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  • Place of origin:

    Afghanistan (Oxus river in the Greco-Bactrian Kingdom, now in present day Aghanistan, made)

  • Date:

    300 BC-100 BC (made)

  • Artist/Maker:


  • Materials and Techniques:


  • Museum number:


  • Gallery location:

    On display at the British Museum

This gold bracelet is part of the Oxus treasure, the most important collection of gold and silver to have survived from the Achaemenid period. Apart from this bracelet, the remainder of the treasure belongs to the British Museum.

The bracelets are similar to objects being brought as tribute on reliefs at the Persian centre of Persepolis. The Greek writer Xenophon (born around 430 BC) tells us that armlets were among the items considered as gifts of honour at the Persian court. The hollow spaces would have contained inlays of glass or semi-precious stones. The bracelets are typical of the Achaemenid Persian court style of the fifth to fourth century BC.

This object was bought by Captain F.C. Burton when he rescued a group of merchants who had been captured by bandits on the road from Kabul to Peshawar. They were carrying with them the Oxus treasure, which Burton helped them to recover, and so they allowed him to buy this bracelet before going on to sell the remainder of the pieces in Rawalpindi. It was from the bazaars of India that other pieces of the Treasure emerged, reaching the British Museum by a circuitous route.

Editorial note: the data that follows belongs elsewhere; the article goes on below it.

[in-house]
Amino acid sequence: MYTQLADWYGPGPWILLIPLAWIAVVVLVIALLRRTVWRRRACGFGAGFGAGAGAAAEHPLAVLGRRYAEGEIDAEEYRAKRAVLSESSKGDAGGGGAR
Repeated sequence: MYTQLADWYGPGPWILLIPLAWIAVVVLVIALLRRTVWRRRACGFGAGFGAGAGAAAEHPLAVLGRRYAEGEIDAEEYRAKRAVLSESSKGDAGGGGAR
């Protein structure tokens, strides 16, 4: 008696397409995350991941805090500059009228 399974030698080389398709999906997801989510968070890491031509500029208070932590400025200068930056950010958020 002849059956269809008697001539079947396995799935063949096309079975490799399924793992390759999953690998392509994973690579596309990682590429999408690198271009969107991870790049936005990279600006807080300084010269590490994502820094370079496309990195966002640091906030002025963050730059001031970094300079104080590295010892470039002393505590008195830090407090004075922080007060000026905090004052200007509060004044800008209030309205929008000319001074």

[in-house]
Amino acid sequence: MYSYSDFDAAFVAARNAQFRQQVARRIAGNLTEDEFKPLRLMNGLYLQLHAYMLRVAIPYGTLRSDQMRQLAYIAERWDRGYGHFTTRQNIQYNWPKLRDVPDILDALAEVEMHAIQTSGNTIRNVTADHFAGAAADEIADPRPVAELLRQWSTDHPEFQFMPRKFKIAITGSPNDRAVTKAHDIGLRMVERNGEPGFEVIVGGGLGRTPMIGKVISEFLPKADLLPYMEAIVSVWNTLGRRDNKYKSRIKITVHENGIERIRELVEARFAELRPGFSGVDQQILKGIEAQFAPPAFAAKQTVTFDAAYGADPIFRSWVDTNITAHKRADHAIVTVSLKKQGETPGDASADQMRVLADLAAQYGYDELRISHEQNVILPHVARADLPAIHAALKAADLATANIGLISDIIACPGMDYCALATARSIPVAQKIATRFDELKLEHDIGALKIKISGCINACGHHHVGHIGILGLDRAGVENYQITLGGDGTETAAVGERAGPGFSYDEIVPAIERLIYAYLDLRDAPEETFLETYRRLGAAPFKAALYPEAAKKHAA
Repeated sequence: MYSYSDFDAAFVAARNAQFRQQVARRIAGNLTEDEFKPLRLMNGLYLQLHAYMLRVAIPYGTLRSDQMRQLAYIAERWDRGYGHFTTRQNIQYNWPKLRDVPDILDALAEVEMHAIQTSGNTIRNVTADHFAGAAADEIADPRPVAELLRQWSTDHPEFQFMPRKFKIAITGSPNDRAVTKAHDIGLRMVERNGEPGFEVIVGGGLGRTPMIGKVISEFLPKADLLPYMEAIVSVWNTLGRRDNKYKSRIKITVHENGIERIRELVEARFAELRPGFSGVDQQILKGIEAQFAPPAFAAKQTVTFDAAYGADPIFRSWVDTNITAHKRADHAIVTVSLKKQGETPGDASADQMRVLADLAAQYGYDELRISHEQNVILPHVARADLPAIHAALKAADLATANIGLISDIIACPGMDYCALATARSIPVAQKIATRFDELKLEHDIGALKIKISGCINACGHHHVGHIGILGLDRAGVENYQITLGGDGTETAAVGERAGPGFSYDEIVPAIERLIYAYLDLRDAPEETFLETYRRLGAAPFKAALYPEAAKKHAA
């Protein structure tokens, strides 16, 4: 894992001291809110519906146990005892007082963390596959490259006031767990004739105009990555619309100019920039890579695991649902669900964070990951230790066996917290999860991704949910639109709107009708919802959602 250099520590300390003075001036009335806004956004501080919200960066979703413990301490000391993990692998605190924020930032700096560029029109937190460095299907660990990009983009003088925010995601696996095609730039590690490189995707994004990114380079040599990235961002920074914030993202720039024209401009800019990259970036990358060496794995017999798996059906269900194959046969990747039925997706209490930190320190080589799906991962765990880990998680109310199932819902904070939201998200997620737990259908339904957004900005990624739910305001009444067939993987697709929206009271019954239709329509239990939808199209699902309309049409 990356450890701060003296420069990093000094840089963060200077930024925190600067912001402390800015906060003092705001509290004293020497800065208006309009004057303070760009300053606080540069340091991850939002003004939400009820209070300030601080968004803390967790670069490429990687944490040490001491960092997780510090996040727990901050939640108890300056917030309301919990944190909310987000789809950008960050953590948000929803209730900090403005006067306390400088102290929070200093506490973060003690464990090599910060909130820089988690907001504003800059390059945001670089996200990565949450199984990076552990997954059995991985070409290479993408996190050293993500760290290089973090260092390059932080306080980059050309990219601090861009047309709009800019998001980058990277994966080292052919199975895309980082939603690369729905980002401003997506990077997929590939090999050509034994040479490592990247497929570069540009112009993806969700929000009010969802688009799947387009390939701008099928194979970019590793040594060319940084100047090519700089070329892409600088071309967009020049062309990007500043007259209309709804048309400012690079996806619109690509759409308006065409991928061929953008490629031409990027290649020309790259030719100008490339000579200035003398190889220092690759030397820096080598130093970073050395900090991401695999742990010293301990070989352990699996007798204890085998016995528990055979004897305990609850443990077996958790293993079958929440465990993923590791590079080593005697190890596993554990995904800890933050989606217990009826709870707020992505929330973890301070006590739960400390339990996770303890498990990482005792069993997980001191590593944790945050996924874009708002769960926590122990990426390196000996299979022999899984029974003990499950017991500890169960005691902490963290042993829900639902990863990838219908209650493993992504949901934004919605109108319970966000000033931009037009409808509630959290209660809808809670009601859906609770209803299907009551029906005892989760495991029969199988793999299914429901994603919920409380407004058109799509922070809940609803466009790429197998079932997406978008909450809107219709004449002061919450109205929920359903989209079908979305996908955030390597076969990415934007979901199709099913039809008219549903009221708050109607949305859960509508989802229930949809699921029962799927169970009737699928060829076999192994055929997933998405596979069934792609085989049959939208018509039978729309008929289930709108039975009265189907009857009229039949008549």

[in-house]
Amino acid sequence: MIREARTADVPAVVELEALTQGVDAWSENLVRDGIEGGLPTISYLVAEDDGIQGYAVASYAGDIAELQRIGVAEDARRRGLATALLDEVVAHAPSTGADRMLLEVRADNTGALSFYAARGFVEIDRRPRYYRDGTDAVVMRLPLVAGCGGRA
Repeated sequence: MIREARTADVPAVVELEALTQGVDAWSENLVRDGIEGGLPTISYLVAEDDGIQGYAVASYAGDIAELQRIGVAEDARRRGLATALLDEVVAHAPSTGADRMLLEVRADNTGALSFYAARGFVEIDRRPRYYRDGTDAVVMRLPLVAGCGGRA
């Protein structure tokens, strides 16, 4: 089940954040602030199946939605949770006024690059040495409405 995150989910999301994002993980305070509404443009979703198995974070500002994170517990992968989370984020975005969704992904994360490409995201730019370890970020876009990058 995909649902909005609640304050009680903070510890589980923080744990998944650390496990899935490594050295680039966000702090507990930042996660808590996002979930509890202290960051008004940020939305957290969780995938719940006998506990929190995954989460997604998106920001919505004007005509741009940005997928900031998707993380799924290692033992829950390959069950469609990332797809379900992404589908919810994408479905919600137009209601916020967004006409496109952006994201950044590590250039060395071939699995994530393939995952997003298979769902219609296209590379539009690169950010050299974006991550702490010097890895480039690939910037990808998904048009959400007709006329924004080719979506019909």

Physical description

A curved armlet terminating in representations of fabulous monsters, possibly hippogriffs. Parts of the surface are hollowed out, and other parts fitted with clossons, formerly enriched with jewels or filled in with some kind of enamel.

Place of Origin

Afghanistan (Oxus river in the Greco-Bactrian Kingdom, now in present day Aghanistan, made)


300 BC-100 BC (made)



Materials and Techniques



Length: 4 7/8 in, Width: 4 5/8 in

Object history note

Found on the banks of the Oxus during the Afghan campaign of 1879-80.

Descriptive line

Armlet, gold, Greco-Bactrian Empire, 3rd or nd century BC

Production Note

Oxus treasure, made in the Greco-Bactrian Kingdom




Jewellery; Metalwork


Metalwork Collection

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